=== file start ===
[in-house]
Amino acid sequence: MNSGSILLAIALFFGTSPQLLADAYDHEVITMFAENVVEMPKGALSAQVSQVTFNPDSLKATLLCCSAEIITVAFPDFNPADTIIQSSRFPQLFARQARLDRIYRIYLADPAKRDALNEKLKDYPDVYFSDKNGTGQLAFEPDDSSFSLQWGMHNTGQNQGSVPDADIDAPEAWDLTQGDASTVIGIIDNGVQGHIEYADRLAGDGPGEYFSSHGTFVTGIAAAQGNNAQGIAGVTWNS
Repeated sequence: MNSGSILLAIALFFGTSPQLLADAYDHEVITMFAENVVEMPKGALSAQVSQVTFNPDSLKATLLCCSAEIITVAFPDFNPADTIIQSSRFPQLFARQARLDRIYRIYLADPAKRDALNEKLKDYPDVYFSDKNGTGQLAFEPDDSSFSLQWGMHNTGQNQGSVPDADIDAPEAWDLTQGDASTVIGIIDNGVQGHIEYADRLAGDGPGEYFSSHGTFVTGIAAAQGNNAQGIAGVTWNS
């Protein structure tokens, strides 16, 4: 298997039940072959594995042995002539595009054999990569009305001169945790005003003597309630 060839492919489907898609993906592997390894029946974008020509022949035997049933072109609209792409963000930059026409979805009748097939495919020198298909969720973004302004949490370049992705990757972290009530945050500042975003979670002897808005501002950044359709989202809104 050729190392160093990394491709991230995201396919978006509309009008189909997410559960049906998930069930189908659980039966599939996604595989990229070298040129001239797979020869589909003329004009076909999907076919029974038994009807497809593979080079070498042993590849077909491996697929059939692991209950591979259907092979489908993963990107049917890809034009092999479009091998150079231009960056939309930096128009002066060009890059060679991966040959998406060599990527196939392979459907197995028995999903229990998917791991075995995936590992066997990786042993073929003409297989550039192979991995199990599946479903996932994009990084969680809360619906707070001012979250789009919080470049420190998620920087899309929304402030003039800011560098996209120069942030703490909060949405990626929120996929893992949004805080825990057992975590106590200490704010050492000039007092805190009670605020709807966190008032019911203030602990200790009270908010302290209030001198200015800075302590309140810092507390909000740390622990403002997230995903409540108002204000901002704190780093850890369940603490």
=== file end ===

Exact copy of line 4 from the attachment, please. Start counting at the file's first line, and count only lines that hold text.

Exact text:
């Protein structure tokens, strides 16, 4: 298997039940072959594995042995002539595009054999990569009305001169945790005003003597309630 060839492919489907898609993906592997390894029946974008020509022949035997049933072109609209792409963000930059026409979805009748097939495919020198298909969720973004302004949490370049992705990757972290009530945050500042975003979670002897808005501002950044359709989202809104 050729190392160093990394491709991230995201396919978006509309009008189909997410559960049906998930069930189908659980039966599939996604595989990229070298040129001239797979020869589909003329004009076909999907076919029974038994009807497809593979080079070498042993590849077909491996697929059939692991209950591979259907092979489908993963990107049917890809034009092999479009091998150079231009960056939309930096128009002066060009890059060679991966040959998406060599990527196939392979459907197995028995999903229990998917791991075995995936590992066997990786042993073929003409297989550039192979991995199990599946479903996932994009990084969680809360619906707070001012979250789009919080470049420190998620920087899309929304402030003039800011560098996209120069942030703490909060949405990626929120996929893992949004805080825990057992975590106590200490704010050492000039007092805190009670605020709807966190008032019911203030602990200790009270908010302290209030001198200015800075302590309140810092507390909000740390622990403002997230995903409540108002204000901002704190780093850890369940603490």